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</How I got here – Jay Ann Lopez, founder of Black Girl Gamers>

Published on 9 December 2019 by web editor

Blog, CTRL Your Future

Our CTRL Your Future campaign has seen us partner with an exciting cross-section of trailblazers from industries such as fashion, design, activism and beyond. One of our collaborators in gaming is Jay Ann Lopez, founder of the industry shaping collective Black Girl Gamers.

Here she tells us about the barriers she faces as a black woman gamer and the value of having more young people of colour pursue digital education and careers.


by Jay Ann Lopez, Founder of Black Girl Gamers

Growing up, gaming was considered a hobby and not a career by my Caribbean family. I loved gaming but its perception, along with the lack of diversity in the games I played such as Tomb Raider or Street Fighter, meant that at times I felt as if I was a trespasser.  So I pursued my other area of interest, science.  Gaming still remained close to my heart, and I spent much of my free time immersed in the imaginations of others.

Even at a young age however, I knew people like me were not visible both on and off the screen. 

Fast forward almost 15 years, and digital industries like gaming continue to have a lack of diversity, with these percentages only slightly shifting each year. Yet as technology becomes increasingly incorporated into everyday life, the digital industry is viewed as a lucrative and plausible career path by more young people and their families.  While this does offer a promising change for the industry, all that remains is accessibility.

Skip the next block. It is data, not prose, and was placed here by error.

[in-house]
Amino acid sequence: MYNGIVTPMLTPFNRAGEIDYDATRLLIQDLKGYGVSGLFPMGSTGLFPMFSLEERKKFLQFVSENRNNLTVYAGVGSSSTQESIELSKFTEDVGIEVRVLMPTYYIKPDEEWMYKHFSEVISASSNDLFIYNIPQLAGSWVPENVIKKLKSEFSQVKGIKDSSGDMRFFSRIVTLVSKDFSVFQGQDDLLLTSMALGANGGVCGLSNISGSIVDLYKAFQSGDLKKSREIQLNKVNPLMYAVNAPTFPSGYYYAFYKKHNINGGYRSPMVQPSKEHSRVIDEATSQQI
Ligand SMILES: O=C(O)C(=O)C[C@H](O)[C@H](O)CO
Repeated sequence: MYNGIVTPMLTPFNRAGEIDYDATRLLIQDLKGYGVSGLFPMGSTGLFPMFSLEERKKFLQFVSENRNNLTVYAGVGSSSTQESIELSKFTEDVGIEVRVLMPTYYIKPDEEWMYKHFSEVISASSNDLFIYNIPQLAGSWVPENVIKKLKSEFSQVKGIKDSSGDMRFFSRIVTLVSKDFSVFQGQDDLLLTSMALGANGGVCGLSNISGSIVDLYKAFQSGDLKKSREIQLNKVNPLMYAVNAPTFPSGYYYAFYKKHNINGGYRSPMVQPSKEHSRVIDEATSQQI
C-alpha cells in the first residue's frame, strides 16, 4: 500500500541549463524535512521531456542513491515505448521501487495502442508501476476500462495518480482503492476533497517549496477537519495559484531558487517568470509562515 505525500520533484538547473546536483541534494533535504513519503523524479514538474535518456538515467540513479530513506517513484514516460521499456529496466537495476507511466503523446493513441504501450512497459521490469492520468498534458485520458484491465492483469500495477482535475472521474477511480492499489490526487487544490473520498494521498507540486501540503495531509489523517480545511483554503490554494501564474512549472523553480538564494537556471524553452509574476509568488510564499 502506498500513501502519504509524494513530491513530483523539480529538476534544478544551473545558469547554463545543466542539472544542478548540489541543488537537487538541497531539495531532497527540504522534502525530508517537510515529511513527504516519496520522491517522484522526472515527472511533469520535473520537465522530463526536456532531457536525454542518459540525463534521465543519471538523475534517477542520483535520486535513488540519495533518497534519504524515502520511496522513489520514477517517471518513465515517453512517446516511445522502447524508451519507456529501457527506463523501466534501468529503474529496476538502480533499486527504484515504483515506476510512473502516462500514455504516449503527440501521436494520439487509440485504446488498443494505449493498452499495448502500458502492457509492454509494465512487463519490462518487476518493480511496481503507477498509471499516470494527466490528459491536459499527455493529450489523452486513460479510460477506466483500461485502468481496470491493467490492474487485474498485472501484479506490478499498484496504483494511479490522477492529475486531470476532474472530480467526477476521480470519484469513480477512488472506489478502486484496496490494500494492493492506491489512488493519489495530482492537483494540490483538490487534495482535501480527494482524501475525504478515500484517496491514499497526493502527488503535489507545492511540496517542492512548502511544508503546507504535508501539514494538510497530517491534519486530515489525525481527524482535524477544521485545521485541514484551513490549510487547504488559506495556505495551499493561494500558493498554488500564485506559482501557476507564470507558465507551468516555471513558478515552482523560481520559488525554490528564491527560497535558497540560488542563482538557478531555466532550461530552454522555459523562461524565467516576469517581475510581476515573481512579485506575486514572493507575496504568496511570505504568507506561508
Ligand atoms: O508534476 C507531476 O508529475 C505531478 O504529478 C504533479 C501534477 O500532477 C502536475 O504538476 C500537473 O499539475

Diversity and inclusion is a topic that’s fast become the centre of discussion in various industries. When we think of the tech industry, the lack of diversity in gaming in particular feeds into an exclusionary and discriminatory culture.

This can make gaming a daunting space for non-white, non-male, LGBTQ+ gamers and professionals to enter, and it’s something I still see to this day. 

I am not alone in my experiences. Over 5,000 women who felt similarly are now part of my community – Black Girl Gamers. Through this community, we offer our perspective on how gaming and the broader digital industry can progress for the better of all. It has inspired several of our members to explore careers in this space too; a space they never thought they could belong or influence change in.     

The rise of discourse in these communities, coupled with social media, has brought about wider awareness and action from the industry. Gaming enthusiasts and professionals are empowering underrepresented gamers to speak up about the exclusion they experience and hold businesses to account. The gaming industry is relatively young and there is hope; I see that in the games I play today. From characters such as Bangalore, Senna and Imani to games like Raji, I see the emerging representation of narratives from non-Western perspectives. 

With the integration of technology into our everyday lives, the opportunities for accessibility increase. 

Over one million jobs are predicted to be available in tech and digital in the next two years, which poses the perfect chance for us to reshape the industry into an inclusive and empowering space. Chief Diversity Officer roles are new additions to many tech companies such as Facebook, Riot and Amazon, and boards are diversifying. 

With time, this way of thinking will become normal, so that the younger generation can enjoy characters that they can relate to in the games they love to play. More importantly, they won’t need to second guess whether tech or digital is their calling.


For more information on the IoC’s courses, and to join people like Jay Ann in rebooting the system, click here: https://instituteofcoding.org/courses/search/

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